the Wellington Early Intervention Trust. This chapter helped me to appreciate the professional sustenance I receive from working collaboratively, both within the team and with the families I work with, to achieve family-centred goals for each child. The Swahili proverb that Twyford quotes in her conclusion effectively sums up for me collaborative practice as a music therapist: “A boat doesn’t go forward if each one is rowing their own way” (p. 916).
The chapter I found most helpful was Gro Trondalen’s “Self-care in Music Therapy: The Art of Balancing”, as this is an issue I am very aware of, both for myself and for the music therapists I supervise. I particularly liked the discussion of practical considerations, such as the need for “tuning” your physical body as well as your instrument. I found it interesting to reflect on her statement that “For a music therapist it is important to choose jobs due to disposition, genes, strength, and personal drives” (p. 949). I was able to consider how the different types of work I am currently involved in fit my values, skills and personality.
In conclusion, The Oxford Handbook of Music Therapy contains rich, diverse information and provides an extensive snapshot of current music therapy practices. I felt the only omission was that, although there are contributions from nine Australian music therapists, there are none from a New Zealand perspective. It would be good to see the inclusion of a chapter by a New Zealand music therapist in future editions. It is also worth noting that the book has a strong focus on Western worldview and practice and makes little mention of non-Western theoretical frameworks or practice. However, the book remains a valuable contribution to music therapy literature and is best read by dipping into chapters relevant to the reader’s work. I recommend the book to students, new graduates and experienced music therapists alike as such a broad range of subjects are relevant to music therapists at any stage of their career.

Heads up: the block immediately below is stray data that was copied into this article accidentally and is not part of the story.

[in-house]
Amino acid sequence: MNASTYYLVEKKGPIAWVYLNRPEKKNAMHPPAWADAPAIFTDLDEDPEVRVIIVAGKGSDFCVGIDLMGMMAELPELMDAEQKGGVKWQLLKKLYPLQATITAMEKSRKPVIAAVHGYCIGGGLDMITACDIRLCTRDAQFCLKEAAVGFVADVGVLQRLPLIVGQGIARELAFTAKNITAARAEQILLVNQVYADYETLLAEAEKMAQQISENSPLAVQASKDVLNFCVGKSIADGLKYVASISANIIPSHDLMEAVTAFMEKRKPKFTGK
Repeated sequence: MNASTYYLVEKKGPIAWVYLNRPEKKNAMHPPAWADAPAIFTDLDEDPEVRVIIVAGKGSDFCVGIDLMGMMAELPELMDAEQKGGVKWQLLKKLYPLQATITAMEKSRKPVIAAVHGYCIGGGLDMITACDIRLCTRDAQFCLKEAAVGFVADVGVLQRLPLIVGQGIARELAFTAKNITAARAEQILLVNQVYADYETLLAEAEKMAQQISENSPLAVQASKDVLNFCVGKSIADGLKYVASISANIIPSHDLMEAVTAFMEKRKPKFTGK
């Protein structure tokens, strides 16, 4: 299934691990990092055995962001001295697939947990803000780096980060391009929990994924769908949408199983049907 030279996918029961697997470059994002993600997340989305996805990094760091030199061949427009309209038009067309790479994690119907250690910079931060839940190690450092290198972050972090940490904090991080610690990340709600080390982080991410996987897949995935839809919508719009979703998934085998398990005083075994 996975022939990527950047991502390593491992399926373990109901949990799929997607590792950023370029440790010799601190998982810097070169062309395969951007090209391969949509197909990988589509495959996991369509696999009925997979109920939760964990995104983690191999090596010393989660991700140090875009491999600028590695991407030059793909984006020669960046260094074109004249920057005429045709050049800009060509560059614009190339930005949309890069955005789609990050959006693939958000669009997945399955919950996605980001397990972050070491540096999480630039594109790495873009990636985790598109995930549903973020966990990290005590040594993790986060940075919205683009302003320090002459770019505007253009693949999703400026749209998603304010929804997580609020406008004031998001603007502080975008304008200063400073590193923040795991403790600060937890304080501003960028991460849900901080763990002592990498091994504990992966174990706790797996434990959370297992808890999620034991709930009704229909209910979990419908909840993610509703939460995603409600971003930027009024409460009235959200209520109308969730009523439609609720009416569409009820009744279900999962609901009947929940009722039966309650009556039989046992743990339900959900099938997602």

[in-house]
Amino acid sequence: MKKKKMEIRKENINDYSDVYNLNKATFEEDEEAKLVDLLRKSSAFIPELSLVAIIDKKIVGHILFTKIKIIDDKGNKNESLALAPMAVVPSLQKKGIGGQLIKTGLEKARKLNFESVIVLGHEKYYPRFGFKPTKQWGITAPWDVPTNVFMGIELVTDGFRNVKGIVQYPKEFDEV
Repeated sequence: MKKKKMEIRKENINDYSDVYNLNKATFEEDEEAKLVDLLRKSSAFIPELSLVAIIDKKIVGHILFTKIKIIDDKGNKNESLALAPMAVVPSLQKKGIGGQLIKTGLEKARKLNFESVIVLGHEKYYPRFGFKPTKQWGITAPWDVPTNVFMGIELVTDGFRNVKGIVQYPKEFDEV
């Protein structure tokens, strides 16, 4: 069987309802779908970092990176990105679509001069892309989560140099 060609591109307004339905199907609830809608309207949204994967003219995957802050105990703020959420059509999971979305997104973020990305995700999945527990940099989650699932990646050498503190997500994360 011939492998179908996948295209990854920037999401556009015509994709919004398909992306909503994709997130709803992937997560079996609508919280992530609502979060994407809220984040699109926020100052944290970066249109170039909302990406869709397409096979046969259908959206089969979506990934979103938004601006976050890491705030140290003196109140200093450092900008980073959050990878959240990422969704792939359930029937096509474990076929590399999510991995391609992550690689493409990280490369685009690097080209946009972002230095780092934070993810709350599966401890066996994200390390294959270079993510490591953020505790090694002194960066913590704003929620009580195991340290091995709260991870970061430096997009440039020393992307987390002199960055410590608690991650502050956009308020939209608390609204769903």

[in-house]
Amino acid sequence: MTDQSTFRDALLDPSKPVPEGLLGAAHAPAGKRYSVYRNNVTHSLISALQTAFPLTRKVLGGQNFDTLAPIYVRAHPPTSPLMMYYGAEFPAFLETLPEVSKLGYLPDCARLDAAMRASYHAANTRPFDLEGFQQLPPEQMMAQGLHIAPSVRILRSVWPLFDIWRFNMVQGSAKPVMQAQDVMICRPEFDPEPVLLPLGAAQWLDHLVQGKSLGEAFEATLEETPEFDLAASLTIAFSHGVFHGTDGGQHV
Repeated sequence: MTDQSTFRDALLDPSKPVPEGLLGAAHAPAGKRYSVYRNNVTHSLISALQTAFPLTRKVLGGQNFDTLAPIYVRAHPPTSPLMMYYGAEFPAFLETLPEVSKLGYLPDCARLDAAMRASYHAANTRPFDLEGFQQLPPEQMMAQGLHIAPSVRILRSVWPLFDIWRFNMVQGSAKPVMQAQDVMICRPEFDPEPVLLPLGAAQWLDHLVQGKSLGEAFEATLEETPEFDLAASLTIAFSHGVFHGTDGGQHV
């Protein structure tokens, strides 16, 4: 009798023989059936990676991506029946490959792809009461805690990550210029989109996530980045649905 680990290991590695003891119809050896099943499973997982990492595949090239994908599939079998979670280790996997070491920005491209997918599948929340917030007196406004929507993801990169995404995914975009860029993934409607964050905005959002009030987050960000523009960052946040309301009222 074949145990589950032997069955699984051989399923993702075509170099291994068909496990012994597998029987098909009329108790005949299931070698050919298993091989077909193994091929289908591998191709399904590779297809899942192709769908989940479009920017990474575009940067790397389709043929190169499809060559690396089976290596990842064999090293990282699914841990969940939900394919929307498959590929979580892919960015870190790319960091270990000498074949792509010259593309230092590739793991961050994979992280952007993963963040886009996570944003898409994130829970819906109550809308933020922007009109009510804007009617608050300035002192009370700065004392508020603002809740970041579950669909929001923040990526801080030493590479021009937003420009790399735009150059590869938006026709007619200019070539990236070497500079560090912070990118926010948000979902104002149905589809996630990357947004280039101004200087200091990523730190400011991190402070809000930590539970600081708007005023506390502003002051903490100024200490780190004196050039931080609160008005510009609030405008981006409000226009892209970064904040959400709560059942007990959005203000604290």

(References are included in the full pdf of the journal.)